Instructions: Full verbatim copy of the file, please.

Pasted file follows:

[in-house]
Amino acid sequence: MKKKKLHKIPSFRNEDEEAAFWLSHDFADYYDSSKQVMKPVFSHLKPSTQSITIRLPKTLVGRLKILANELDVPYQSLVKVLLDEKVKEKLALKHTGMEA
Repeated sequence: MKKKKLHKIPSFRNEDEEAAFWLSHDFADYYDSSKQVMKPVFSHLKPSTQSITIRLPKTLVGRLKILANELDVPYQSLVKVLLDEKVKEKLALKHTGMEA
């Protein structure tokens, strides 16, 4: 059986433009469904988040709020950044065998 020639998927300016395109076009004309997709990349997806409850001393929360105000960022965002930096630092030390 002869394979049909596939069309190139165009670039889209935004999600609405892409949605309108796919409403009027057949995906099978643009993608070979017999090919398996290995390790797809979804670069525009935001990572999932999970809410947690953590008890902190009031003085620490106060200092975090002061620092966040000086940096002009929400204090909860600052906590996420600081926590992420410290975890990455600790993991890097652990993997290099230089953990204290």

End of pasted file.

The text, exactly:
[in-house]
Amino acid sequence: MKKKKLHKIPSFRNEDEEAAFWLSHDFADYYDSSKQVMKPVFSHLKPSTQSITIRLPKTLVGRLKILANELDVPYQSLVKVLLDEKVKEKLALKHTGMEA
Repeated sequence: MKKKKLHKIPSFRNEDEEAAFWLSHDFADYYDSSKQVMKPVFSHLKPSTQSITIRLPKTLVGRLKILANELDVPYQSLVKVLLDEKVKEKLALKHTGMEA
């Protein structure tokens, strides 16, 4: 059986433009469904988040709020950044065998 020639998927300016395109076009004309997709990349997806409850001393929360105000960022965002930096630092030390 002869394979049909596939069309190139165009670039889209935004999600609405892409949605309108796919409403009027057949995906099978643009993608070979017999090919398996290995390790797809979804670069525009935001990572999932999970809410947690953590008890902190009031003085620490106060200092975090002061620092966040000086940096002009929400204090909860600052906590996420600081926590992420410290975890990455600790993991890097652990993997290099230089953990204290």